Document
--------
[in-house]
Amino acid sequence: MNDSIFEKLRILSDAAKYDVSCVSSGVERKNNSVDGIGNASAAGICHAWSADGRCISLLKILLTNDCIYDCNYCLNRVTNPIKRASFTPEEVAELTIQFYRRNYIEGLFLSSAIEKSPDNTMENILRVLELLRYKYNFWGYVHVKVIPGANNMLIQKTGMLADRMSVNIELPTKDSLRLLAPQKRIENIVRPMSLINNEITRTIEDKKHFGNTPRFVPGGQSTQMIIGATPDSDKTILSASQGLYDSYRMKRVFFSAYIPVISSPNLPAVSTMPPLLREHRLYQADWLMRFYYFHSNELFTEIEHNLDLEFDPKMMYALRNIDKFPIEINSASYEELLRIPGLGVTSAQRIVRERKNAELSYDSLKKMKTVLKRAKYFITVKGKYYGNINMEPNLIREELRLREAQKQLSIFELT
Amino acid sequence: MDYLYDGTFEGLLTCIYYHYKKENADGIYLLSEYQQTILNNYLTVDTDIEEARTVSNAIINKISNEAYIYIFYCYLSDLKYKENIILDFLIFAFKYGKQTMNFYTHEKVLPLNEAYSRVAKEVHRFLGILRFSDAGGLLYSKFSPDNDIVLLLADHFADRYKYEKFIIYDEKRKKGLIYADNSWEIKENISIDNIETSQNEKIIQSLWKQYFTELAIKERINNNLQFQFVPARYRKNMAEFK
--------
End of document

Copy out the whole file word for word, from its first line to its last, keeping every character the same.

[in-house]
Amino acid sequence: MNDSIFEKLRILSDAAKYDVSCVSSGVERKNNSVDGIGNASAAGICHAWSADGRCISLLKILLTNDCIYDCNYCLNRVTNPIKRASFTPEEVAELTIQFYRRNYIEGLFLSSAIEKSPDNTMENILRVLELLRYKYNFWGYVHVKVIPGANNMLIQKTGMLADRMSVNIELPTKDSLRLLAPQKRIENIVRPMSLINNEITRTIEDKKHFGNTPRFVPGGQSTQMIIGATPDSDKTILSASQGLYDSYRMKRVFFSAYIPVISSPNLPAVSTMPPLLREHRLYQADWLMRFYYFHSNELFTEIEHNLDLEFDPKMMYALRNIDKFPIEINSASYEELLRIPGLGVTSAQRIVRERKNAELSYDSLKKMKTVLKRAKYFITVKGKYYGNINMEPNLIREELRLREAQKQLSIFELT
Amino acid sequence: MDYLYDGTFEGLLTCIYYHYKKENADGIYLLSEYQQTILNNYLTVDTDIEEARTVSNAIINKISNEAYIYIFYCYLSDLKYKENIILDFLIFAFKYGKQTMNFYTHEKVLPLNEAYSRVAKEVHRFLGILRFSDAGGLLYSKFSPDNDIVLLLADHFADRYKYEKFIIYDEKRKKGLIYADNSWEIKENISIDNIETSQNEKIIQSLWKQYFTELAIKERINNNLQFQFVPARYRKNMAEFK